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Other Virtual reality stuff

There are many creative sues for VR, and examples abound on the world wide web! Virtual libraries, art galleries, museums, homes, make-believe worlds, an entire universe of virtual experiences!

Virtual Reality & Virtual Simulation
Winter 1997, by: Anthony C. Portell,University of Michigan

Virtual reality is "a system that creates an artificial three-dimensional (3D) world where the communication is interactive with immediate response" or "a computer-generated environment in which the user is able to both view and manipulate the contents of the environment."

Benefits of Virtual Reality Technology
There are a number of advantages in using VR technology in a number of business areas. For instance in the automotive industry, prototypes can be built as virtual worlds rather than building real mock-ups.
This means having to build fewer real physical prototypes, which in turn means cost savings. Virtual prototypes are generally more flexible, leading to shortened lead time and other competitive advantages. The flexibility also enables designers to try more options before turning to production, leading to increased quality and increased customer satisfaction.
Other areas where VR is used extensively today is in training; environments that may be hazardous in the real world can easily be simulated using VR technology. Also, using VR makes it possible to go to places that are otherwise impossible to visit, such as a building that has not yet been build. For such applications an immediate understanding and holistic view can be achieved before having to experience the real world objects, e.g., NASA trained astronauts in virtual environments prior to the repair of the Hubble Space Telescope.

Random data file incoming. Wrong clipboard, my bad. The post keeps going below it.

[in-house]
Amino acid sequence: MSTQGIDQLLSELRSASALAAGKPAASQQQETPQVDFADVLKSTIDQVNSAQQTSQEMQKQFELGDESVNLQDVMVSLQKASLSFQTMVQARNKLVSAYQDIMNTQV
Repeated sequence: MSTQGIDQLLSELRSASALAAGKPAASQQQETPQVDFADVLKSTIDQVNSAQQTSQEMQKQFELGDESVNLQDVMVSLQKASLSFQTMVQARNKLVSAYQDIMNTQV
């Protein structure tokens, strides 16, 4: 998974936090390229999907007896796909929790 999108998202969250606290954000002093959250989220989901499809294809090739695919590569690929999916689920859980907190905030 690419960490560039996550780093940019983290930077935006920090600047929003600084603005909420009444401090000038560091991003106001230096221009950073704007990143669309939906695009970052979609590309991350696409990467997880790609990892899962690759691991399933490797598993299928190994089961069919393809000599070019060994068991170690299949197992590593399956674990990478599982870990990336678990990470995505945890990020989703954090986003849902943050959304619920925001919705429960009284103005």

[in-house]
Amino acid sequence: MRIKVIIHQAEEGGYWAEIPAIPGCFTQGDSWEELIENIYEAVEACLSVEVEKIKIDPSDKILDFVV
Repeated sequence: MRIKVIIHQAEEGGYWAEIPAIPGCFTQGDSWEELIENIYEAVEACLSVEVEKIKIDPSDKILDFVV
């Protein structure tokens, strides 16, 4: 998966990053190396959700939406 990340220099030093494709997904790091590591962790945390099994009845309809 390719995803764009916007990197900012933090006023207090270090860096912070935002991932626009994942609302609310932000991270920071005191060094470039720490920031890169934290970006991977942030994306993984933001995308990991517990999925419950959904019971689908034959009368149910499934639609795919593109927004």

Simulator Sickness in Virtual Environments
Eugenia M. Kolasinski, U.S. Army Research Institute
Simulator Systems Research Unit, Stephen L. Goldberg, Chief
Training Systems Research Division , Jack H. Hiller, Director
U.S. Army Research Institute for the Behavioral and Social Sciences, 5001 Eisenhower Avenue, Alexandria, Virginia 22333-5600
Office, Deputy Chief of Staff for Personnel, Department of the Army
May 1995

Army Project Number 2O262785A791 Education and Training Technology
Approved for public release; distribution is unlimited.

Findings:
Although there is debate as to the exact cause or causes of simulator sickness, a primary suspected cause is inconsistent information about body orientation and motion received by the different senses, known as the cue conflict theory. For example, the visual system may perceive that the body is moving rapidly, while the vestibular system perceives that the body is stationary. Inconsistent, non-natural information within a single sense has also been prominent among suggested causes.

Although a large contingent of researchers believe the cue conflict theory explains simulator sickness, an alternative theory was reviewed as well. Forty factors shown or believed to influence the occurrence or severity of simulator sickness were identified. Future research is proposed.


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